Pollution has no borders. It does not observe imaginary lines or dividers on the map. This is demonstrated by the new report of Bankwatch and the Center for Research on Energy and Clean Air on the consequences of the operation of 18 lignite power plants in the countries of the Western Balkans, which is presented today by OT.gr.

For the three years 2018-2020 alone, exceeding the limits on pollutants released by lignite plants in Bosnia and Herzegovina, Kosovo, Montenegro, northern Macedonia and Serbia are blamed for the deaths of 12,000 people, including 7,000 in EU countries and 240 deaths in Greece only for 2020. The country that suffered the most from these emissions excesses was Italy, with 605 deaths, followed by Serbia.

The health costs in the EU countries due to these breaches in the Balkans are also huge, estimated at between 4.4 and 8.9 billion euros for 2020. At the country level, the EU countries bordering the Western Balkans, such as Italy, Greece, Croatia, Hungary and Romania, have the greatest burden on the health sector from cross-border pollution.

However, when other parameters affected by pollution are added to the mathematical models of the researchers – in addition to citizens’ health care and national health systems – such as reduced productivity, then for 2020 the cost due to the excesses of pollutants released by the Coal mines in the Western Balkans are estimated at 6 to 12.1 billion euros. In Greece the cost reaches 847 million euros. It is followed by Italy with about 3 billion euros, Serbia with 1.7 billion euros, Hungary with 1.5 billion euros and Romania with 1.3 billion euros.

The study

In particular, the study demonstrated, inter alia:

· The 18 lignite plants in the Western Balkans in 2020 exceeded the permissible limits on sulfur dioxide (SO2) emissions by 6.4 times. In fact, their emissions were 2.5 times higher than the total emissions of the 221 EU lignite and coal units.

· Lignite power plants in the Western Balkans are responsible for 19,000 deaths, from 2018 to 2020, of which 10,800 in EU countries and the rest in the Western Balkans. The 12,000 deaths (out of 19,000) come from exceeding the emission limits in the same period, proving the disastrous consequences of the violation of the legislation in force in the Balkan countries, which, remarkably, falls far short of its strictness in the EU.

· EU countries import 8% of the electricity produced by the 18 lignite plants in the Western Balkans. During the three years 2018 – 2020, out of the 27 EU member states, Greece is the second largest importer of electricity (with 7.3 TWh). First was Croatia with 10.2 TWh, followed by Hungary and Romania.

Hourly data on the amount of electricity transmitted through the electricity transmission networks and the hourly energy mix of each country were used to calculate the coal-fired energy exported from the Balkans to the EU. Thus, in the period 2018 – 2020 the EU imported 25 TWh (terawatt hours) of electricity, which corresponds to 8% of total coal energy production in the Western Balkans.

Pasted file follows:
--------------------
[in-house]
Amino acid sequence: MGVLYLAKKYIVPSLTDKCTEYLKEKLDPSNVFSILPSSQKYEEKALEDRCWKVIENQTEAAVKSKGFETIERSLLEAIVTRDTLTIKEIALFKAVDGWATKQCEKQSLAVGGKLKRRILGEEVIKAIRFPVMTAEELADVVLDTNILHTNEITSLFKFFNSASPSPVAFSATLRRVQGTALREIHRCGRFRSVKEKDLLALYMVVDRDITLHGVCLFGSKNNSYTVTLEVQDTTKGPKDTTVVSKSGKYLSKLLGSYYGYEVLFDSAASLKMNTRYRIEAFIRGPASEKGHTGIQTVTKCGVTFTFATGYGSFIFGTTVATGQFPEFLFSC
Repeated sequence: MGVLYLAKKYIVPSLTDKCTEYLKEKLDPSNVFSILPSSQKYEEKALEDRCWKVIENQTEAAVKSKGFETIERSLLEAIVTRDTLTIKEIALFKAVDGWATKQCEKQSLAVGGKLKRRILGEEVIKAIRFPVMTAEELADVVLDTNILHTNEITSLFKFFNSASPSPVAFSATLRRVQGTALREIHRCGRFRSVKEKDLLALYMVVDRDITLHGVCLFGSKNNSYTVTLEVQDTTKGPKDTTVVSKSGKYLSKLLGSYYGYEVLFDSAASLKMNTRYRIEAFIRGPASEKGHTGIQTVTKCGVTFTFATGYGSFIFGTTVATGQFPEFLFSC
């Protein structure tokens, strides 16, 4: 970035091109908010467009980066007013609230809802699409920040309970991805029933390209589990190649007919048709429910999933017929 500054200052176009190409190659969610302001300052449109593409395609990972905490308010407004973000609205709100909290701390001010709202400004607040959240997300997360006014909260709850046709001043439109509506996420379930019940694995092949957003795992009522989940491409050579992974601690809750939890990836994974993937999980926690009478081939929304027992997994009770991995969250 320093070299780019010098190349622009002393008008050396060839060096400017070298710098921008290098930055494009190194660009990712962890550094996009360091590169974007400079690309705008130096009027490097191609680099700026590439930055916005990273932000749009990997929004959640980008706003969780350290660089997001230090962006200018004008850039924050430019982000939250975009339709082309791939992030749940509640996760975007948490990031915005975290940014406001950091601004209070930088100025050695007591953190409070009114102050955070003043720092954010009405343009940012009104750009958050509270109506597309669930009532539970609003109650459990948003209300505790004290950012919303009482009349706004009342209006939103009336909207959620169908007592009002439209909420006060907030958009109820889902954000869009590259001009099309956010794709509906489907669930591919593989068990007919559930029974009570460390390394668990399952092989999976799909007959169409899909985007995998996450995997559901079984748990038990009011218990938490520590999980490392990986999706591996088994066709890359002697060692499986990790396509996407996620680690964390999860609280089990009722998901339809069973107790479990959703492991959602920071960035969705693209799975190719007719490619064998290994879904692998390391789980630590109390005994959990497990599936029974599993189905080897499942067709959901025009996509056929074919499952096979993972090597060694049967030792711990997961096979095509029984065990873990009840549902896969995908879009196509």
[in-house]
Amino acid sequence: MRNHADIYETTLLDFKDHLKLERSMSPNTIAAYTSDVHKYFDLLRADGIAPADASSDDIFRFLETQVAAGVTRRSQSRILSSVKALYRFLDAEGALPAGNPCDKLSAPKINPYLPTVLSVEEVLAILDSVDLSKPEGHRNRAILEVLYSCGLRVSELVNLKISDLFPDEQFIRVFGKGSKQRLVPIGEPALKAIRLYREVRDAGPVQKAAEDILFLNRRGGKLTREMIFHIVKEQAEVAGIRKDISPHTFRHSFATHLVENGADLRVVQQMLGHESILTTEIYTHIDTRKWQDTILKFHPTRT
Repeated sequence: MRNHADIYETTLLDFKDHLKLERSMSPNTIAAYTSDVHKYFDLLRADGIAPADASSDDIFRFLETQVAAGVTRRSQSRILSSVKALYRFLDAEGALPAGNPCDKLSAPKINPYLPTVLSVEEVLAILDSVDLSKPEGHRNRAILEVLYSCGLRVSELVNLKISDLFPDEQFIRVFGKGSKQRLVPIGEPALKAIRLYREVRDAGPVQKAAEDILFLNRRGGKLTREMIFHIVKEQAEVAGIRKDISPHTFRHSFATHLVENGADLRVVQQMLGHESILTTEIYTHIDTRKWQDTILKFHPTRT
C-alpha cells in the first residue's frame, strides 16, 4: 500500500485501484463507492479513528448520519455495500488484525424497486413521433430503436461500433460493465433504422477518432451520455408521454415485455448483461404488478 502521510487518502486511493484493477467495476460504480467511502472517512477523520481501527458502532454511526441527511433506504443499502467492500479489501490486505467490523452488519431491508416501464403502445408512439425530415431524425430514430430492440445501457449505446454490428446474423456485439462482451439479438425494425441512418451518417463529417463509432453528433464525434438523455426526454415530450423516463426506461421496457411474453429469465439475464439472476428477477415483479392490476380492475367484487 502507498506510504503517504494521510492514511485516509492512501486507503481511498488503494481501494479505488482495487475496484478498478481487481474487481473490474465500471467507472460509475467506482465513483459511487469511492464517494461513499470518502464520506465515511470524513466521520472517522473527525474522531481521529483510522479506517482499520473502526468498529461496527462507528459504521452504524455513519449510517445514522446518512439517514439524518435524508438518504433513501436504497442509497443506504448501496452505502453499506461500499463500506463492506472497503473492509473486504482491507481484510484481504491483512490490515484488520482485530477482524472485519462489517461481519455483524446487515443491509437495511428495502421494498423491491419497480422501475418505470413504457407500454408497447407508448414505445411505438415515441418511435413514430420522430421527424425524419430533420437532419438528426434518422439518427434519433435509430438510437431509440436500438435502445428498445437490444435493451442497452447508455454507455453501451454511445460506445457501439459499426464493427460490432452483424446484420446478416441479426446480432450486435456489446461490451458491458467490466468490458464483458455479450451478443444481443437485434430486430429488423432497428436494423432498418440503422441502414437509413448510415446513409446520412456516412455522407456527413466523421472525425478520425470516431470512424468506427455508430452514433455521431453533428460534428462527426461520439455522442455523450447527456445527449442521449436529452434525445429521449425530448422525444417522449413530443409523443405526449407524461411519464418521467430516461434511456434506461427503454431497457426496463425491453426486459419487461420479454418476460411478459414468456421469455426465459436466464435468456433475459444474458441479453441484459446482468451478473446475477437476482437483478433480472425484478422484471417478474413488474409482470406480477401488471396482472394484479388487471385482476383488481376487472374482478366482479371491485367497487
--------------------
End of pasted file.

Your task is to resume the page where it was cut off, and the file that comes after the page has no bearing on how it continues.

However, the researchers of the report noticed something paradoxical. Although EU electricity imports from the Western Balkans account for only a minimum of 0.3% of total EU electricity consumption, the impact of gaseous emissions is extreme. That is, SO2 emissions corresponding to these imports account for 50% of total emissions from all EU lignite plants by 2020. This is because energy production in the Western Balkans emits about 300 times more SO2 than plants in the the rest of the EU.

It is noteworthy that North Macedonia and Montenegro have pledged to become completely independent of lignite by 2027 and 2035 respectively. However, the other countries, especially Serbia and Bosnia, which also have the lion’s share of lignite electricity generation in the Western Balkans, have not made a similar commitments.

“It is clear that the EU must take action to effectively protect the health of its citizens. It is necessary to ensure that environmental legislation also applies to electricity imported from the Western Balkans. In addition, in the context of the legislative package “ft for 55”, must impose significant taxes on carbon dioxide in imported electricity. However, all this cannot and should not be to the detriment of the citizens of the Western Balkans. For this reason, the EU must contribute in practice and with financial resources to the strengthening of the lignite areas in the Western Balkans, in order for the transition to the post-lignite period to take place in a socially just way “, comments analyst for think tank “TheGreenTank” Mr. Nikos Mantzaris speaking to OT.gr.

Impact on health and work

In 2020, the countries most affected by the unit’s high emissions in the Western Balkans were Italy, Greece and Serbia. And the impact on health is not limited to deaths as emissions excesses in 2018, 2019 and 2020 of all coal plants in Bosnia and Herzegovina, Kosovo, Montenegro, North Macedonia and Serbia are estimated to be associated with 130,000 days of asthma symptoms in children living in the EU. In addition, more than 11,000 children contracted bronchitis during the same period, more than 50% of all cases of bronchitis in children. In addition, hospital admissions due to cardiovascular and respiratory symptoms amounted to 3,000, of which 1,800 hospital admissions in the EU.

Excess emissions also affected productivity. An estimated 6 million working days were lost, with almost 3.5 million in EU countries and the rest in the Western Balkans.

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